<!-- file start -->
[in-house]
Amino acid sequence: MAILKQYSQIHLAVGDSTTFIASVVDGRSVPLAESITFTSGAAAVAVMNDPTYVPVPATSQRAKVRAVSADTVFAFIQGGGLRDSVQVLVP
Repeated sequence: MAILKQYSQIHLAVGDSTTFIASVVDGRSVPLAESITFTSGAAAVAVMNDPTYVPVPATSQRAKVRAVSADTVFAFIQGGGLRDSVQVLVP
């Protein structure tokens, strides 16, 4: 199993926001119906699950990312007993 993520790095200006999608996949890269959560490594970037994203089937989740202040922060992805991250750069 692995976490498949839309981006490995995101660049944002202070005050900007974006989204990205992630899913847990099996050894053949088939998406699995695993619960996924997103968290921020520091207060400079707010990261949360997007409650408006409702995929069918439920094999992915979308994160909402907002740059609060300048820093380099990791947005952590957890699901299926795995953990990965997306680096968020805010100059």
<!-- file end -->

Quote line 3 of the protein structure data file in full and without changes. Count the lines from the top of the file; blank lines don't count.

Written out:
Repeated sequence: MAILKQYSQIHLAVGDSTTFIASVVDGRSVPLAESITFTSGAAAVAVMNDPTYVPVPATSQRAKVRAVSADTVFAFIQGGGLRDSVQVLVP